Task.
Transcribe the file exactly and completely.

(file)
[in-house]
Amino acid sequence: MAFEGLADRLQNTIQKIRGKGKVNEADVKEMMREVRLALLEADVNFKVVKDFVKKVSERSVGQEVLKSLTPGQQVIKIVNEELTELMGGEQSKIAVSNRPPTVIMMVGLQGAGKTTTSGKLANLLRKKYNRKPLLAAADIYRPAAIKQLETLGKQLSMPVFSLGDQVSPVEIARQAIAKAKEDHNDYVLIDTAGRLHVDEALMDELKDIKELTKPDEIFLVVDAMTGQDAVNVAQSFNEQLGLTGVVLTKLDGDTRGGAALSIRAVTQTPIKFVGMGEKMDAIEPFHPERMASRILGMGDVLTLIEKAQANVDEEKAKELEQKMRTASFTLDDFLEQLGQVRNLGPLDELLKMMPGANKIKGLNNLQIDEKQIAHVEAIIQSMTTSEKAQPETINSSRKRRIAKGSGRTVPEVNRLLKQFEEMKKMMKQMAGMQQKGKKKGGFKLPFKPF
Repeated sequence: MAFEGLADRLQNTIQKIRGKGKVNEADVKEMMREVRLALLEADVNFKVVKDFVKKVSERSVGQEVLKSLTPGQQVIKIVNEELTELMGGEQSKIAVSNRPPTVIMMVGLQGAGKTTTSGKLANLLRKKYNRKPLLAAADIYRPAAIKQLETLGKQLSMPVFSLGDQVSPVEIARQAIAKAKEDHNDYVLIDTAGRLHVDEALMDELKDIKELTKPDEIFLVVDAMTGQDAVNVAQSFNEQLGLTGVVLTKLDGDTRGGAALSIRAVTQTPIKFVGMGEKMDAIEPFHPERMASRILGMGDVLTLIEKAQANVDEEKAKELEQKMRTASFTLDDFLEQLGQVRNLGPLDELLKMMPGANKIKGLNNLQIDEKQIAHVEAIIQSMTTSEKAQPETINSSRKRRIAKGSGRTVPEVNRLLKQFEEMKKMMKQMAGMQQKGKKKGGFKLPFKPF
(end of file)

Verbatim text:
[in-house]
Amino acid sequence: MAFEGLADRLQNTIQKIRGKGKVNEADVKEMMREVRLALLEADVNFKVVKDFVKKVSERSVGQEVLKSLTPGQQVIKIVNEELTELMGGEQSKIAVSNRPPTVIMMVGLQGAGKTTTSGKLANLLRKKYNRKPLLAAADIYRPAAIKQLETLGKQLSMPVFSLGDQVSPVEIARQAIAKAKEDHNDYVLIDTAGRLHVDEALMDELKDIKELTKPDEIFLVVDAMTGQDAVNVAQSFNEQLGLTGVVLTKLDGDTRGGAALSIRAVTQTPIKFVGMGEKMDAIEPFHPERMASRILGMGDVLTLIEKAQANVDEEKAKELEQKMRTASFTLDDFLEQLGQVRNLGPLDELLKMMPGANKIKGLNNLQIDEKQIAHVEAIIQSMTTSEKAQPETINSSRKRRIAKGSGRTVPEVNRLLKQFEEMKKMMKQMAGMQQKGKKKGGFKLPFKPF
Repeated sequence: MAFEGLADRLQNTIQKIRGKGKVNEADVKEMMREVRLALLEADVNFKVVKDFVKKVSERSVGQEVLKSLTPGQQVIKIVNEELTELMGGEQSKIAVSNRPPTVIMMVGLQGAGKTTTSGKLANLLRKKYNRKPLLAAADIYRPAAIKQLETLGKQLSMPVFSLGDQVSPVEIARQAIAKAKEDHNDYVLIDTAGRLHVDEALMDELKDIKELTKPDEIFLVVDAMTGQDAVNVAQSFNEQLGLTGVVLTKLDGDTRGGAALSIRAVTQTPIKFVGMGEKMDAIEPFHPERMASRILGMGDVLTLIEKAQANVDEEKAKELEQKMRTASFTLDDFLEQLGQVRNLGPLDELLKMMPGANKIKGLNNLQIDEKQIAHVEAIIQSMTTSEKAQPETINSSRKRRIAKGSGRTVPEVNRLLKQFEEMKKMMKQMAGMQQKGKKKGGFKLPFKPF